lasted for years without any further protection. Bottom line: the
stuff is durable because it has to be.
In this case, we have one wall of the house so the sheathing is
further protected by the entire house and the overhang above it. Only
a hurricane would have any chance of significantly damange this
exterior rated sheathing.
In the very unlikely case that it were damaged it can be easily
repaired. Sheathing is commonly available and simple to install.
Actually, it is far more likely that the existing sheathing is damaged
already. It is quite common for this to happen since once water gets
in it can have little way to get out. I say tear off the siding on
the first dry day so than an inspection can be made and repairs
planned. I do not find it necessary to work in the rain but it has
nothing to due with the material getting wet. It's just because I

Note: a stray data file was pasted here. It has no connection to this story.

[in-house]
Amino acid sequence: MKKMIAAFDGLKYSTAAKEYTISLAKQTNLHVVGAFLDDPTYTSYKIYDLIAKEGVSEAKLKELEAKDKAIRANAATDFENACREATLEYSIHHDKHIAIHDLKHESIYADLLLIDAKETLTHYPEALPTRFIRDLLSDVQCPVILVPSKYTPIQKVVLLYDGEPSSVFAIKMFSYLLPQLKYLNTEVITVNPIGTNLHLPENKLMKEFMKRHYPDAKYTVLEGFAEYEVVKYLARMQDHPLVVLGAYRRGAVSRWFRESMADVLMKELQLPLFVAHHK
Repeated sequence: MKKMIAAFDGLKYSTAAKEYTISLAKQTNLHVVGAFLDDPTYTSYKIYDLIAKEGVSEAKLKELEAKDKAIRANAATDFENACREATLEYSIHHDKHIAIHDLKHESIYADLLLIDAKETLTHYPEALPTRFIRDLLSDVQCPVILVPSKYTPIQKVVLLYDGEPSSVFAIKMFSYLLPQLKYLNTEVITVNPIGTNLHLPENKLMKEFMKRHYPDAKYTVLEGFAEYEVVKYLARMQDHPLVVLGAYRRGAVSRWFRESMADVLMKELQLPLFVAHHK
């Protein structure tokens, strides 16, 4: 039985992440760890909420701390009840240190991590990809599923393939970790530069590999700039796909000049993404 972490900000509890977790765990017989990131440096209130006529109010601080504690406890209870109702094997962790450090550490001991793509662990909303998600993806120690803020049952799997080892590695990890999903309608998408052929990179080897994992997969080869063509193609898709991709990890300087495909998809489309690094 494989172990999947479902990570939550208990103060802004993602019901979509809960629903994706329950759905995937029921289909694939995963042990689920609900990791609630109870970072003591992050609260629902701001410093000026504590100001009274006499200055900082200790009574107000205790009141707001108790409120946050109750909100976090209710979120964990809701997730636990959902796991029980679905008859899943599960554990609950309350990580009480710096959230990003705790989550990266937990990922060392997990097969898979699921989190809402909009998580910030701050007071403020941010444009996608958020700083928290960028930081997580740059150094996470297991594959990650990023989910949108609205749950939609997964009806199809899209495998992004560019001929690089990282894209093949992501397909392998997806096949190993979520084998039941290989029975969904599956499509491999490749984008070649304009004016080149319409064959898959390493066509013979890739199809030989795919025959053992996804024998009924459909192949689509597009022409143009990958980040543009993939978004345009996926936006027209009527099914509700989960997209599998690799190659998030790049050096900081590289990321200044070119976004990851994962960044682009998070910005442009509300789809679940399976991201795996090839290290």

don' like to get wet, :).
I like your thinking! very helpful
As this side of the house has been in bad shape for a few years there very
well could be damage to the sheathing. Sat and Sun look like good weather.
I'll pull the siding off and inspect the sheathing.
Extream damage will be obvious but whats the threshhold?
I'm guessing I'll poke around looking for soft spots?
At most the side will be exposed for 1 more week.
In my mind it is best to fix anything suspicious while the wall is
exposed. Places where water has been getting in will be blackish in
color and maybe slimey to the touch. Poke around where the nails and
pry a bit on the edge are to see if they are still holding anthing